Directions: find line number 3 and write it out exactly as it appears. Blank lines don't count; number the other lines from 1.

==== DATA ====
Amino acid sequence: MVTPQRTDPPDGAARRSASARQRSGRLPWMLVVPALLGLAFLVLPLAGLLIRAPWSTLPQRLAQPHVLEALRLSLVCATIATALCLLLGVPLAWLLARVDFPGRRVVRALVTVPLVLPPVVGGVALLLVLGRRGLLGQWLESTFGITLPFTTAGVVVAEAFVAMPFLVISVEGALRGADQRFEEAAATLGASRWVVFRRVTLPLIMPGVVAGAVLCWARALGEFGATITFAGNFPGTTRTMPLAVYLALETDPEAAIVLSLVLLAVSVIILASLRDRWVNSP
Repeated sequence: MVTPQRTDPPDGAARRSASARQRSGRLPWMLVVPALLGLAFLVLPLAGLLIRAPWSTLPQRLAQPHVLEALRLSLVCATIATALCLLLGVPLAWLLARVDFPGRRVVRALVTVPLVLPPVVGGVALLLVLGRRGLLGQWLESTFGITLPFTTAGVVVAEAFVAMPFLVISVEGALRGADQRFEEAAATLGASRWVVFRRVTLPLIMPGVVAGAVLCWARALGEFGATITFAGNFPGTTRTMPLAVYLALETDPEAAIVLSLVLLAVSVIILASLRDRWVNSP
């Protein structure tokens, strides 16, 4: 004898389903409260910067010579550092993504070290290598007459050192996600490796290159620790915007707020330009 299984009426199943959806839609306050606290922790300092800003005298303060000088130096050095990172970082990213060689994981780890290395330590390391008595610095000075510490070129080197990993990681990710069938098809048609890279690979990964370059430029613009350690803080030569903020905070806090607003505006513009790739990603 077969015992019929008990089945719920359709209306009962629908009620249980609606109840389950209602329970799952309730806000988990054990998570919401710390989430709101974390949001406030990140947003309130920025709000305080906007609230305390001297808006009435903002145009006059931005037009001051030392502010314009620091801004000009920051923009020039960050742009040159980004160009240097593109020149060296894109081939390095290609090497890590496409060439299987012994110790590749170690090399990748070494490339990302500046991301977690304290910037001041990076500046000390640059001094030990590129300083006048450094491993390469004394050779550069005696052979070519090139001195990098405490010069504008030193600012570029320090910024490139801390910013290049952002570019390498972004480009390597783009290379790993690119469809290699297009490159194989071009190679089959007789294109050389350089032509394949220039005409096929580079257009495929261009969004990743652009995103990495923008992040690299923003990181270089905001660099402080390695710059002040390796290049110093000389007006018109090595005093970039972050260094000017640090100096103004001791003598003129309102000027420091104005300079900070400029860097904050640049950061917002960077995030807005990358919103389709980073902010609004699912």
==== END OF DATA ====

């Protein structure tokens, strides 16, 4: 004898389903409260910067010579550092993504070290290598007459050192996600490796290159620790915007707020330009 299984009426199943959806839609306050606290922790300092800003005298303060000088130096050095990172970082990213060689994981780890290395330590390391008595610095000075510490070129080197990993990681990710069938098809048609890279690979990964370059430029613009350690803080030569903020905070806090607003505006513009790739990603 077969015992019929008990089945719920359709209306009962629908009620249980609606109840389950209602329970799952309730806000988990054990998570919401710390989430709101974390949001406030990140947003309130920025709000305080906007609230305390001297808006009435903002145009006059931005037009001051030392502010314009620091801004000009920051923009020039960050742009040159980004160009240097593109020149060296894109081939390095290609090497890590496409060439299987012994110790590749170690090399990748070494490339990302500046991301977690304290910037001041990076500046000390640059001094030990590129300083006048450094491993390469004394050779550069005696052979070519090139001195990098405490010069504008030193600012570029320090910024490139801390910013290049952002570019390498972004480009390597783009290379790993690119469809290699297009490159194989071009190679089959007789294109050389350089032509394949220039005409096929580079257009495929261009969004990743652009995103990495923008992040690299923003990181270089905001660099402080390695710059002040390796290049110093000389007006018109090595005093970039972050260094000017640090100096103004001791003598003129309102000027420091104005300079900070400029860097904050640049950061917002960077995030807005990358919103389709980073902010609004699912």